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The ebbtide of responsibility



The frustration with recurrent lockdowns in Australia is not unique. It is experienced also by people who advocate for social change. Underlying the frustration occasioned by COVID is the fragility of assumptions previously taken for granted. We had come to see the trajectory of our lives and society as an uninterrupted journey that would lead smoothly to a better future. We were the drivers who could moderate its speed and map its path around obstacles. Our experience of living with coronavirus, however, has not been progressive but tidal. 

Main image: Barbed wire at sunset (Getty Images)

The tide comes in with energy and carries us forward, but then recedes leaving exposed the sand previously watered, only later to return. Like King Canute, we are not masters of the tides but on them are carried in and out.

This experience is painful but familiar to those who come close to people who are seen as different and who seek more humane and rational treatment of them. Those pressing for a more just response to people who seek protection in Australia, for example, have seen small incremental improvements based in compassion followed by a receding tide of absurdity and naked indecency.

This pattern is also found in attitudes to children. Once depicted as small adults from whom was expected responsible adult behaviour and whose failures were punished in the belief that punishment would promote change, children are now seen as persons at various stages of development. Corporal punishment in schools is regarded and sanctioned as barbaric, the stages of brain development and its consequence for children’s responsibility for their actions are recognised, and children’s dependence for their development in a nurturing home is widely accepted. The media images of children are attractive and usually in the company of caring adults. They project innocence. This is the highwater mark.

Some children, however are seen as different, and attitudes to them are regulated by the old proverb: ‘Spare the rod and spoil the child’. To be spoiled is to be rotten and to be put out with the rubbish. For these different children psychological science and the lessons of experience are forgotten and the logic of punishment rules. This bifurcated attitude to children means that in social policies to deal with children’s antisocial behaviour any tide of reform can quickly and destructively ebb.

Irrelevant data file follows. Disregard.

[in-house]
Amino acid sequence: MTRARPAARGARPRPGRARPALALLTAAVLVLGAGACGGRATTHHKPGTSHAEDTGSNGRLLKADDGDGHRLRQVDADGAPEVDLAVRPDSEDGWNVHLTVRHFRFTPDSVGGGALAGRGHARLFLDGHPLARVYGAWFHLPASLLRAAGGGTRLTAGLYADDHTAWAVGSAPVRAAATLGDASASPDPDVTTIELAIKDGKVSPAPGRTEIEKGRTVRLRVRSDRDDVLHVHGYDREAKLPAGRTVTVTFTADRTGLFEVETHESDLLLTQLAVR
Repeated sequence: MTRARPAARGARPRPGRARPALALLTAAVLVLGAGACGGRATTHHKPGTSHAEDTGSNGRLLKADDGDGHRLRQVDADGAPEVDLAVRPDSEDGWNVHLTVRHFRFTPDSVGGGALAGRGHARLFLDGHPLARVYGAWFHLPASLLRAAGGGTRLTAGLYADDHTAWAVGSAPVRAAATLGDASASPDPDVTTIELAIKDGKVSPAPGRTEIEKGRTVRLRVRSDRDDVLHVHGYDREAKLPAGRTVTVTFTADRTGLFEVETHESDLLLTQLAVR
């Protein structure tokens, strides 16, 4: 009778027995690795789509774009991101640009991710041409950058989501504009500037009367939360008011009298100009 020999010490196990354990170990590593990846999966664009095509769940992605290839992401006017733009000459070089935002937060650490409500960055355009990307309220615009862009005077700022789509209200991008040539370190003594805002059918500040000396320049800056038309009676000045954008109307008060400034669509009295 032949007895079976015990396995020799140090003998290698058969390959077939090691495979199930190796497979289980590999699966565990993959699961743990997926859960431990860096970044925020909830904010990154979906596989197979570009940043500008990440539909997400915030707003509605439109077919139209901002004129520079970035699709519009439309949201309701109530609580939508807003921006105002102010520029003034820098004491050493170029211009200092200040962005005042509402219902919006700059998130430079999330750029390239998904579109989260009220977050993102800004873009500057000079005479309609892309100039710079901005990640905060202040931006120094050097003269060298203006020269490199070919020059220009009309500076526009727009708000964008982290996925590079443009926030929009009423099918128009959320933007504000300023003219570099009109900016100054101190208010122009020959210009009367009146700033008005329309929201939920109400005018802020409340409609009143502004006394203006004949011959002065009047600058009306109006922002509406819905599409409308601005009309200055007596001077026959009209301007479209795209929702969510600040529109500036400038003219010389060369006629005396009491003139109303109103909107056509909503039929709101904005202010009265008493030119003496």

The most notable recent example of this turning of the tide can be seen in the Northern Territory. Photographs of large and menacing guards standing over traumatised, hooded children in the Don Dale detention centre cell shocked people by its dissonance with how children ought to be treated. The public reaction led to a Royal Commission that recommended closing the Centre as unfit for children.


The tidal movement from treating children as persons each with their own dignity, and worthy of respect and of encouragement to a good future, to treating them as adult and incorrigible criminals worthy only of punishment is both irrational and injurious of society as well as of the children themselves.


It also sketched a policy that gave priority to prevention and rehabilitation in response to antisocial behaviour by children. More recently, however, after media focus on misbehaviour by young people in the Northern Territory, the Government has introduced electronic monitoring systems and detention for breaches of bail. To cater for the expected increase in the number of incarcerated children it will refurbish Don Dale.

The tidal movement from treating children as persons each with their own dignity, and worthy of respect and of encouragement to a good future, to treating them as adult and incorrigible criminals worthy only of punishment is both irrational and injurious of society as well as of the children themselves. Yet it is deeply rooted in the mindset of all Australian Governments. It enshrines the division between good and bad children.